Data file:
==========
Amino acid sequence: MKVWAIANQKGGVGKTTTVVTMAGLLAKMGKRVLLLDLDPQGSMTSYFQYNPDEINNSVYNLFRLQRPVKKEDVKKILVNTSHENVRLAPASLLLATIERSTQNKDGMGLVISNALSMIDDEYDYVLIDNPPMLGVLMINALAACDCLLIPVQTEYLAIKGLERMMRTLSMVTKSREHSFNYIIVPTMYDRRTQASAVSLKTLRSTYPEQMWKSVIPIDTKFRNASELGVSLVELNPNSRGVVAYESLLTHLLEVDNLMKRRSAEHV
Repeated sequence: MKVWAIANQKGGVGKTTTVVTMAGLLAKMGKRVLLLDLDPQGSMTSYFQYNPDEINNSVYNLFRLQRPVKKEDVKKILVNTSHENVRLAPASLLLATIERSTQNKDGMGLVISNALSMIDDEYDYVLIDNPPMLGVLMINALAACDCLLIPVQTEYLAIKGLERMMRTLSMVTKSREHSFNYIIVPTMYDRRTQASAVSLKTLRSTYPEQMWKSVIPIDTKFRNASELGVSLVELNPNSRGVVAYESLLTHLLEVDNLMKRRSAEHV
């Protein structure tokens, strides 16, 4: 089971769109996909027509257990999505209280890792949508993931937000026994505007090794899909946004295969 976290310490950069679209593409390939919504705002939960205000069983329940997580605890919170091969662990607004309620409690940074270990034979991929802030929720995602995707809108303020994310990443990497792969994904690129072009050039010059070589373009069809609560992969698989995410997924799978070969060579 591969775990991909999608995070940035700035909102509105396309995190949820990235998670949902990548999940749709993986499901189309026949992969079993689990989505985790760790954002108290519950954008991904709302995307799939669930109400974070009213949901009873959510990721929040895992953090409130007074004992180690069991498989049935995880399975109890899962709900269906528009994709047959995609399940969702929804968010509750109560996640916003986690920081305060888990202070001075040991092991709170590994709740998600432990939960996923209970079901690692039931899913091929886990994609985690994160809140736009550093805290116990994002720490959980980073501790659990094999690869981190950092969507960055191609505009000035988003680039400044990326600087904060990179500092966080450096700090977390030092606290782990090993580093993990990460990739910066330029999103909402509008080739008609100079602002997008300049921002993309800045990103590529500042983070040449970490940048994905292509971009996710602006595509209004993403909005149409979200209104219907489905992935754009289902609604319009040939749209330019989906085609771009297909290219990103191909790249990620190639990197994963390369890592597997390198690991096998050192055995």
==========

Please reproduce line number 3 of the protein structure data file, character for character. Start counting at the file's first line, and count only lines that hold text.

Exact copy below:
């Protein structure tokens, strides 16, 4: 089971769109996909027509257990999505209280890792949508993931937000026994505007090794899909946004295969 976290310490950069679209593409390939919504705002939960205000069983329940997580605890919170091969662990607004309620409690940074270990034979991929802030929720995602995707809108303020994310990443990497792969994904690129072009050039010059070589373009069809609560992969698989995410997924799978070969060579 591969775990991909999608995070940035700035909102509105396309995190949820990235998670949902990548999940749709993986499901189309026949992969079993689990989505985790760790954002108290519950954008991904709302995307799939669930109400974070009213949901009873959510990721929040895992953090409130007074004992180690069991498989049935995880399975109890899962709900269906528009994709047959995609399940969702929804968010509750109560996640916003986690920081305060888990202070001075040991092991709170590994709740998600432990939960996923209970079901690692039931899913091929886990994609985690994160809140736009550093805290116990994002720490959980980073501790659990094999690869981190950092969507960055191609505009000035988003680039400044990326600087904060990179500092966080450096700090977390030092606290782990090993580093993990990460990739910066330029999103909402509008080739008609100079602002997008300049921002993309800045990103590529500042983070040449970490940048994905292509971009996710602006595509209004993403909005149409979200209104219907489905992935754009289902609604319009040939749209330019989906085609771009297909290219990103191909790249990620190639990197994963390369890592597997390198690991096998050192055995």